Of course inequality is not some unique concern of Scheidel, he bases much of what he says on Thomas Piketty’s well known work Capital in the Twenty-First Century. Though Piketty only covers the last 250 years or so, and recommends taxation as the solution for rising inequality. On the first point, Scheidel goes much further back and on the second point, he is far less optimistic that there’s any effective policy-based solution. If one were to consider merely Piketty’s numbers from the last 250 years the argument could be made that inequality is a function of the modern world, a child of the Enlightenment and the Industrial Revolution along with so many other things. Scheidel argues persuasively that it’s not, that recent levels of inequality are not an aberration, but rather just the way the world works. If this was the only point of The Great Leveler than it would be an interesting expansion to Piketty, but hardly be saying anything unexpected. It’s when we consider his second point, the difficulty of doing anything about inequality, absent, as I said, massive societal disruption, where the book really sets itself apart.

Before we get to the main discussion of what Scheidel considers massive societal disruption, and the identity of “The Great Leveler”, we need to deal with the book’s unstated assumption. The assumption that inequality is a “bad thing”. In my opinion not spending the time to lay out a foundation for why it’s bad is one of few weaknesses of the book. Though, I suspect that when you’re as deep into the subject as Scheidel is, the harm of inequality seems so obvious as to be not worth mentioning. And while I largely agree with this assertion, I think there are several arguments which could be made in opposition, and by not acknowledging them in the beginning, Some people will take it as an opportunity to dismiss the book out of hand. This might take the form of pointing out that, today, even the poorest people are so materially well off that it doesn’t matter that the top 1% of people have 40% of all the wealth. The modern poor still live lives that would beggar the imagination of even kings if you go back more than a few hundred years.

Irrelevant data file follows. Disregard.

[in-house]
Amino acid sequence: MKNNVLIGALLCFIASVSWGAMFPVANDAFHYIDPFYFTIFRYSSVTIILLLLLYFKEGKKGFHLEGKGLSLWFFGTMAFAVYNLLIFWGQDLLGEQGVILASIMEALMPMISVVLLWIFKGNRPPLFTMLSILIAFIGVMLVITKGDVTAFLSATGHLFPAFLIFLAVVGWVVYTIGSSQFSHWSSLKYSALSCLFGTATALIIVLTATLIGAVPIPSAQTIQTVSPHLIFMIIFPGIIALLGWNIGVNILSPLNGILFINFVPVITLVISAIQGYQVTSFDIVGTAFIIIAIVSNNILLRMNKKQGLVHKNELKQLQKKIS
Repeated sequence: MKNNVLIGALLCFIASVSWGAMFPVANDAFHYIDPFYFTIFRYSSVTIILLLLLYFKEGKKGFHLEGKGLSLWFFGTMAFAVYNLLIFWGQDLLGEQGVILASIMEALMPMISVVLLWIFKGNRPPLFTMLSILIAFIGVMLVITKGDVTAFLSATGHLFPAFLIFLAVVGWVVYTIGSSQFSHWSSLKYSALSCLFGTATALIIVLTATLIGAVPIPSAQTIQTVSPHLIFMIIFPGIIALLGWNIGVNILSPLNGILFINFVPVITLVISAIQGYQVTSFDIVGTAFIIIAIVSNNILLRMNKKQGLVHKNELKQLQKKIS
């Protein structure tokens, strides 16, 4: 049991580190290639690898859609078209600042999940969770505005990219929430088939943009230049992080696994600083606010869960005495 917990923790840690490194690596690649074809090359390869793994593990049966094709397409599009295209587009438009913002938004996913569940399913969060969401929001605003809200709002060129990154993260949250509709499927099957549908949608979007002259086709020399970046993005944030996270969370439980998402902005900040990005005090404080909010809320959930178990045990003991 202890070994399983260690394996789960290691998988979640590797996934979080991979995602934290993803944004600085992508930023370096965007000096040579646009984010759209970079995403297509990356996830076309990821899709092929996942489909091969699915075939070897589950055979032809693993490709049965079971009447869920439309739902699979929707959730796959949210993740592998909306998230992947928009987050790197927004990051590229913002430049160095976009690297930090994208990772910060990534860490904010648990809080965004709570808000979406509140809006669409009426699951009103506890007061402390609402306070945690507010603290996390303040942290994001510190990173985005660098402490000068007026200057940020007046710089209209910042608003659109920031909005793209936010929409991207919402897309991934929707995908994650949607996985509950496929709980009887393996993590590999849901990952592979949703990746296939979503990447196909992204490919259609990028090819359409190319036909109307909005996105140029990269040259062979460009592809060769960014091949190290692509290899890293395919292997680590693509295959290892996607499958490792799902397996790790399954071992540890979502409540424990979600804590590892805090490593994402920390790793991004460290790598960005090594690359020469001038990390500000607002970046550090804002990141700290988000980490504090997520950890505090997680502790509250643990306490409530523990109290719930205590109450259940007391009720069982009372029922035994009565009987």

One of the reasons why Scheidel may have ignored this argument is that in the simplest sense it’s obviously not true. We don’t live in a society where everyone is getting more wealthy. Any explanation of inequality will not merely point out the disproportionate share of the wealth held by the top 1% (or 0.1%) but will also point out that real wages have been stagnant or declining for decades. Inequality is increasing in both directions so to speak. As I have pointed out in previous posts, it’s not merely that the rich are getting richer, the poor are getting poorer.

This is not merely something which is only happening in the present day. Inequality appears to always expand in both directions. Of course, this makes sense. In pre-modern times wealth was much more of a zero sum affair, nevertheless some of the examples Scheidel gave were striking. In particular I appreciated his examples from the middle ages. The fall of the Roman Empire led to an enormous leveling, which lasted for centuries. Thus in contrast to how most people view the “dark ages” we find that peasants were comparatively well off, and things actually got worse during the high middle ages:

English inequality rose throughout this period [1000-1300]. Whereas the Domesday Book survey of 1086 shows that most peasant households held enough land to achieve income above subsistence from their own plots alone, the Hundred Rolls survey of 1279 to 1280 suggest that most of their descendants could hope to break even only by supplementing their farm production with wage income from harvest work for others. A model simulation indicates that demographic growth by itself was insufficient to produce this outcome…Some peasants became entirely landless, which raised asset inequality even further. Moreover, English land rents for commoners rose greatly between 1000 and the early fourteenth century, even as the size of their holdings shrank. In France meanwhile, typical plot size fell from around ten hectares to often fewer than three hectares between the ninth and early fourteenth century.

In response to this, I can imagine people like Steven Pinker (a review of his book Enlightenment Now is coming) and perhaps some of the transhumanists saying, “Sure, that sort of thing happened back then, but now we have progress and technology!” In other words they don’t disagree that inequality may be widening, or even that the poor are not, by some measures, getting poorer, but that if we look at more subtle measures people aren’t actually worse off.